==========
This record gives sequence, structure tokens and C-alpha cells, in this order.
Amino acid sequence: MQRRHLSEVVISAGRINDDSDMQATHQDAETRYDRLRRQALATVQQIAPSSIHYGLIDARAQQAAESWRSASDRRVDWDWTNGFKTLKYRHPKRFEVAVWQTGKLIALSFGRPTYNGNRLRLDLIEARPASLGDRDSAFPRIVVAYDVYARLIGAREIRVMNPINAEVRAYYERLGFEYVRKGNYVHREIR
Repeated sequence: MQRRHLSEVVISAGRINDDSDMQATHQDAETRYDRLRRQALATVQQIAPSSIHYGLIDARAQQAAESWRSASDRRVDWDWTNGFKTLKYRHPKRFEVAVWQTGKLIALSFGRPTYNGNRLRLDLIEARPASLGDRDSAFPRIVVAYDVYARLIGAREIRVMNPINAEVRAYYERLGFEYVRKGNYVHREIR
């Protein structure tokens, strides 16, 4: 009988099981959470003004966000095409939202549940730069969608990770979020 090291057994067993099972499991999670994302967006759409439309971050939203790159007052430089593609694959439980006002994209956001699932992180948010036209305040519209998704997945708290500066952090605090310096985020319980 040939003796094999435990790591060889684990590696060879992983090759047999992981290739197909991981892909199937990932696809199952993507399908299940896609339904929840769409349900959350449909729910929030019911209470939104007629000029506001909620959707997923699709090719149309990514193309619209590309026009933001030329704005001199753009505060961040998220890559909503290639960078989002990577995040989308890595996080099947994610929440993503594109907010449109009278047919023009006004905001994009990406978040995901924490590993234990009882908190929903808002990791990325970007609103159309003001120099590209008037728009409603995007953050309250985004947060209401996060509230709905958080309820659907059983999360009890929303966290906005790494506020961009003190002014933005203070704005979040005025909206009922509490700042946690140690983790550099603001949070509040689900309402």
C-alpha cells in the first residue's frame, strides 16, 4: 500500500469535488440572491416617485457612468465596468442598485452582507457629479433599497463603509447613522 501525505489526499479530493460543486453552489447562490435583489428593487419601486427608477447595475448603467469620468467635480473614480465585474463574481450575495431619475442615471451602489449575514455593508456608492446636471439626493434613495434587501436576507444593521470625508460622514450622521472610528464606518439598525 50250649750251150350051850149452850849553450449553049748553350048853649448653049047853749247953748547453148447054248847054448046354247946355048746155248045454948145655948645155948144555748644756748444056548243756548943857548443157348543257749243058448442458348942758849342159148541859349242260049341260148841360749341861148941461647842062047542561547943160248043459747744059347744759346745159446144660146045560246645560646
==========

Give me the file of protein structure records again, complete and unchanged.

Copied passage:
This record gives sequence, structure tokens and C-alpha cells, in this order.
Amino acid sequence: MQRRHLSEVVISAGRINDDSDMQATHQDAETRYDRLRRQALATVQQIAPSSIHYGLIDARAQQAAESWRSASDRRVDWDWTNGFKTLKYRHPKRFEVAVWQTGKLIALSFGRPTYNGNRLRLDLIEARPASLGDRDSAFPRIVVAYDVYARLIGAREIRVMNPINAEVRAYYERLGFEYVRKGNYVHREIR
Repeated sequence: MQRRHLSEVVISAGRINDDSDMQATHQDAETRYDRLRRQALATVQQIAPSSIHYGLIDARAQQAAESWRSASDRRVDWDWTNGFKTLKYRHPKRFEVAVWQTGKLIALSFGRPTYNGNRLRLDLIEARPASLGDRDSAFPRIVVAYDVYARLIGAREIRVMNPINAEVRAYYERLGFEYVRKGNYVHREIR
């Protein structure tokens, strides 16, 4: 009988099981959470003004966000095409939202549940730069969608990770979020 090291057994067993099972499991999670994302967006759409439309971050939203790159007052430089593609694959439980006002994209956001699932992180948010036209305040519209998704997945708290500066952090605090310096985020319980 040939003796094999435990790591060889684990590696060879992983090759047999992981290739197909991981892909199937990932696809199952993507399908299940896609339904929840769409349900959350449909729910929030019911209470939104007629000029506001909620959707997923699709090719149309990514193309619209590309026009933001030329704005001199753009505060961040998220890559909503290639960078989002990577995040989308890595996080099947994610929440993503594109907010449109009278047919023009006004905001994009990406978040995901924490590993234990009882908190929903808002990791990325970007609103159309003001120099590209008037728009409603995007953050309250985004947060209401996060509230709905958080309820659907059983999360009890929303966290906005790494506020961009003190002014933005203070704005979040005025909206009922509490700042946690140690983790550099603001949070509040689900309402």
C-alpha cells in the first residue's frame, strides 16, 4: 500500500469535488440572491416617485457612468465596468442598485452582507457629479433599497463603509447613522 501525505489526499479530493460543486453552489447562490435583489428593487419601486427608477447595475448603467469620468467635480473614480465585474463574481450575495431619475442615471451602489449575514455593508456608492446636471439626493434613495434587501436576507444593521470625508460622514450622521472610528464606518439598525 50250649750251150350051850149452850849553450449553049748553350048853649448653049047853749247953748547453148447054248847054448046354247946355048746155248045454948145655948645155948144555748644756748444056548243756548943857548443157348543257749243058448442458348942758849342159148541859349242260049341260148841360749341861148941461647842062047542561547943160248043459747744059347744759346745159446144660146045560246645560646